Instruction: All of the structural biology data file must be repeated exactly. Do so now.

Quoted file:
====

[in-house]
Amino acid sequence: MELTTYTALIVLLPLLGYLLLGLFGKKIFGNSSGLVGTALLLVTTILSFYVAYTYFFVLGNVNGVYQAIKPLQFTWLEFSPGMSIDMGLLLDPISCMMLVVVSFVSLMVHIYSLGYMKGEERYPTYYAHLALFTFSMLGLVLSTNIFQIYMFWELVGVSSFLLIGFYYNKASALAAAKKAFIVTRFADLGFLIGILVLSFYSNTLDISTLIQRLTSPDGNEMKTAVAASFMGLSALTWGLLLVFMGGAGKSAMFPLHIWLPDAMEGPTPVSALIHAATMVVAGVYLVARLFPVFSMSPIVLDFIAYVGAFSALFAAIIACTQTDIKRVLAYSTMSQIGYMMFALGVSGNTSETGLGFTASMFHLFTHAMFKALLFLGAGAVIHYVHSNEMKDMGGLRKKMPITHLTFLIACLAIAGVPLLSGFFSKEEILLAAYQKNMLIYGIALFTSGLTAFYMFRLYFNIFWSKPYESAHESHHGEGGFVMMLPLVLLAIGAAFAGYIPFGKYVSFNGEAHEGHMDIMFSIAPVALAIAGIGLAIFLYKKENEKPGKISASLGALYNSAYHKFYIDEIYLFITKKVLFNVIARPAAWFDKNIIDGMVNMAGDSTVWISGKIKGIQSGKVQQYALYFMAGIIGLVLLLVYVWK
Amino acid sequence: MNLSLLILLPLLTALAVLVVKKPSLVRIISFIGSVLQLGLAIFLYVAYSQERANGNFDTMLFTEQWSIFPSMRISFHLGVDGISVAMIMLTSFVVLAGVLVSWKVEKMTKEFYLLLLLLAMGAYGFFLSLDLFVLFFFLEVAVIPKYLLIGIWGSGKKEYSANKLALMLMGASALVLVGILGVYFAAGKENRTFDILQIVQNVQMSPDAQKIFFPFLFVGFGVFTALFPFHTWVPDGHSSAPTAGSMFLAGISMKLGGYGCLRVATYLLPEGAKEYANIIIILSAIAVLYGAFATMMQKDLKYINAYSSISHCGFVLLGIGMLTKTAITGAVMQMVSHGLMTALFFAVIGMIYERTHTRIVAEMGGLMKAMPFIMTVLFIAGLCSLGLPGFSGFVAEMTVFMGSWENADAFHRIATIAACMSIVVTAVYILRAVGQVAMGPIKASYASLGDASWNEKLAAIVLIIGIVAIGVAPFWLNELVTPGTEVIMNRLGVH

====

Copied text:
[in-house]
Amino acid sequence: MELTTYTALIVLLPLLGYLLLGLFGKKIFGNSSGLVGTALLLVTTILSFYVAYTYFFVLGNVNGVYQAIKPLQFTWLEFSPGMSIDMGLLLDPISCMMLVVVSFVSLMVHIYSLGYMKGEERYPTYYAHLALFTFSMLGLVLSTNIFQIYMFWELVGVSSFLLIGFYYNKASALAAAKKAFIVTRFADLGFLIGILVLSFYSNTLDISTLIQRLTSPDGNEMKTAVAASFMGLSALTWGLLLVFMGGAGKSAMFPLHIWLPDAMEGPTPVSALIHAATMVVAGVYLVARLFPVFSMSPIVLDFIAYVGAFSALFAAIIACTQTDIKRVLAYSTMSQIGYMMFALGVSGNTSETGLGFTASMFHLFTHAMFKALLFLGAGAVIHYVHSNEMKDMGGLRKKMPITHLTFLIACLAIAGVPLLSGFFSKEEILLAAYQKNMLIYGIALFTSGLTAFYMFRLYFNIFWSKPYESAHESHHGEGGFVMMLPLVLLAIGAAFAGYIPFGKYVSFNGEAHEGHMDIMFSIAPVALAIAGIGLAIFLYKKENEKPGKISASLGALYNSAYHKFYIDEIYLFITKKVLFNVIARPAAWFDKNIIDGMVNMAGDSTVWISGKIKGIQSGKVQQYALYFMAGIIGLVLLLVYVWK
Amino acid sequence: MNLSLLILLPLLTALAVLVVKKPSLVRIISFIGSVLQLGLAIFLYVAYSQERANGNFDTMLFTEQWSIFPSMRISFHLGVDGISVAMIMLTSFVVLAGVLVSWKVEKMTKEFYLLLLLLAMGAYGFFLSLDLFVLFFFLEVAVIPKYLLIGIWGSGKKEYSANKLALMLMGASALVLVGILGVYFAAGKENRTFDILQIVQNVQMSPDAQKIFFPFLFVGFGVFTALFPFHTWVPDGHSSAPTAGSMFLAGISMKLGGYGCLRVATYLLPEGAKEYANIIIILSAIAVLYGAFATMMQKDLKYINAYSSISHCGFVLLGIGMLTKTAITGAVMQMVSHGLMTALFFAVIGMIYERTHTRIVAEMGGLMKAMPFIMTVLFIAGLCSLGLPGFSGFVAEMTVFMGSWENADAFHRIATIAACMSIVVTAVYILRAVGQVAMGPIKASYASLGDASWNEKLAAIVLIIGIVAIGVAPFWLNELVTPGTEVIMNRLGVH